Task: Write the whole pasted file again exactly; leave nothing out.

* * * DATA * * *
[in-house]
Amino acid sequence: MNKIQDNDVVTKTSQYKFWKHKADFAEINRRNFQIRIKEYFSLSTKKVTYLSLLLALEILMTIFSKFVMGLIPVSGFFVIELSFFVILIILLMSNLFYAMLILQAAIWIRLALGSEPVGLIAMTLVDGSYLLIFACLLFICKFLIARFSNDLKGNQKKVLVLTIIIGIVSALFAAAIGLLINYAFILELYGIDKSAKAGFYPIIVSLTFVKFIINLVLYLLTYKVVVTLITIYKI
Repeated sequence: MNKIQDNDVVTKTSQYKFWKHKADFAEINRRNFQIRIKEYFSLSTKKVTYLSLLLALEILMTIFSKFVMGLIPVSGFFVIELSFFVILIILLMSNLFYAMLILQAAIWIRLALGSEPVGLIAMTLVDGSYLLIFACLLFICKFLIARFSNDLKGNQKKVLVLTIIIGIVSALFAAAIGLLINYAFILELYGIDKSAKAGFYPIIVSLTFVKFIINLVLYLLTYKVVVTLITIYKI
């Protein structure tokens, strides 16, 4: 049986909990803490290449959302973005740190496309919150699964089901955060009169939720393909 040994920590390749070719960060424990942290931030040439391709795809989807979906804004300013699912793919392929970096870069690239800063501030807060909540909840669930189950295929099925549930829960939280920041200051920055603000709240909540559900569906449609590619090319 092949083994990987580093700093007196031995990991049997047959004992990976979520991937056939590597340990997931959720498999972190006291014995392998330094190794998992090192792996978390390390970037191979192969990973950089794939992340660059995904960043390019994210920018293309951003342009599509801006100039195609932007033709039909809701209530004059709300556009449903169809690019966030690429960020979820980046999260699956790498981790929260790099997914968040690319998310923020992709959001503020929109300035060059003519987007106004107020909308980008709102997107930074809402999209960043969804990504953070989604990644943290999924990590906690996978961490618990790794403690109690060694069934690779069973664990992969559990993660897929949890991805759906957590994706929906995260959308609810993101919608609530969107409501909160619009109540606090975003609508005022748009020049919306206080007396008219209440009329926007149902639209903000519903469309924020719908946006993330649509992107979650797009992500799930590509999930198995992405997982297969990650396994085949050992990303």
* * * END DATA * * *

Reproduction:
[in-house]
Amino acid sequence: MNKIQDNDVVTKTSQYKFWKHKADFAEINRRNFQIRIKEYFSLSTKKVTYLSLLLALEILMTIFSKFVMGLIPVSGFFVIELSFFVILIILLMSNLFYAMLILQAAIWIRLALGSEPVGLIAMTLVDGSYLLIFACLLFICKFLIARFSNDLKGNQKKVLVLTIIIGIVSALFAAAIGLLINYAFILELYGIDKSAKAGFYPIIVSLTFVKFIINLVLYLLTYKVVVTLITIYKI
Repeated sequence: MNKIQDNDVVTKTSQYKFWKHKADFAEINRRNFQIRIKEYFSLSTKKVTYLSLLLALEILMTIFSKFVMGLIPVSGFFVIELSFFVILIILLMSNLFYAMLILQAAIWIRLALGSEPVGLIAMTLVDGSYLLIFACLLFICKFLIARFSNDLKGNQKKVLVLTIIIGIVSALFAAAIGLLINYAFILELYGIDKSAKAGFYPIIVSLTFVKFIINLVLYLLTYKVVVTLITIYKI
């Protein structure tokens, strides 16, 4: 049986909990803490290449959302973005740190496309919150699964089901955060009169939720393909 040994920590390749070719960060424990942290931030040439391709795809989807979906804004300013699912793919392929970096870069690239800063501030807060909540909840669930189950295929099925549930829960939280920041200051920055603000709240909540559900569906449609590619090319 092949083994990987580093700093007196031995990991049997047959004992990976979520991937056939590597340990997931959720498999972190006291014995392998330094190794998992090192792996978390390390970037191979192969990973950089794939992340660059995904960043390019994210920018293309951003342009599509801006100039195609932007033709039909809701209530004059709300556009449903169809690019966030690429960020979820980046999260699956790498981790929260790099997914968040690319998310923020992709959001503020929109300035060059003519987007106004107020909308980008709102997107930074809402999209960043969804990504953070989604990644943290999924990590906690996978961490618990790794403690109690060694069934690779069973664990992969559990993660897929949890991805759906957590994706929906995260959308609810993101919608609530969107409501909160619009109540606090975003609508005022748009020049919306206080007396008219209440009329926007149902639209903000519903469309924020719908946006993330649509992107979650797009992500799930590509999930198995992405997982297969990650396994085949050992990303």